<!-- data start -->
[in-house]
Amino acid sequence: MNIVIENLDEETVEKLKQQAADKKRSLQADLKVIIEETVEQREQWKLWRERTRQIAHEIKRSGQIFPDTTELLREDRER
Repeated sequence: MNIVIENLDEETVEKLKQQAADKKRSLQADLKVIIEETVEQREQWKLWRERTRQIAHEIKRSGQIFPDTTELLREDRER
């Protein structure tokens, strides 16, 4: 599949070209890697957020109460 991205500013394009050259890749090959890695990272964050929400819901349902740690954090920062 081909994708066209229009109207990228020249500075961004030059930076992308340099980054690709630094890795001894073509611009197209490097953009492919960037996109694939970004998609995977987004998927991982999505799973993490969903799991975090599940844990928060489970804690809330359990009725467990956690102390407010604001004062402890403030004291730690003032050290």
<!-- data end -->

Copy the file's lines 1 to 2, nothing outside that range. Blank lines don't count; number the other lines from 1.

[in-house]
Amino acid sequence: MNIVIENLDEETVEKLKQQAADKKRSLQADLKVIIEETVEQREQWKLWRERTRQIAHEIKRSGQIFPDTTELLREDRER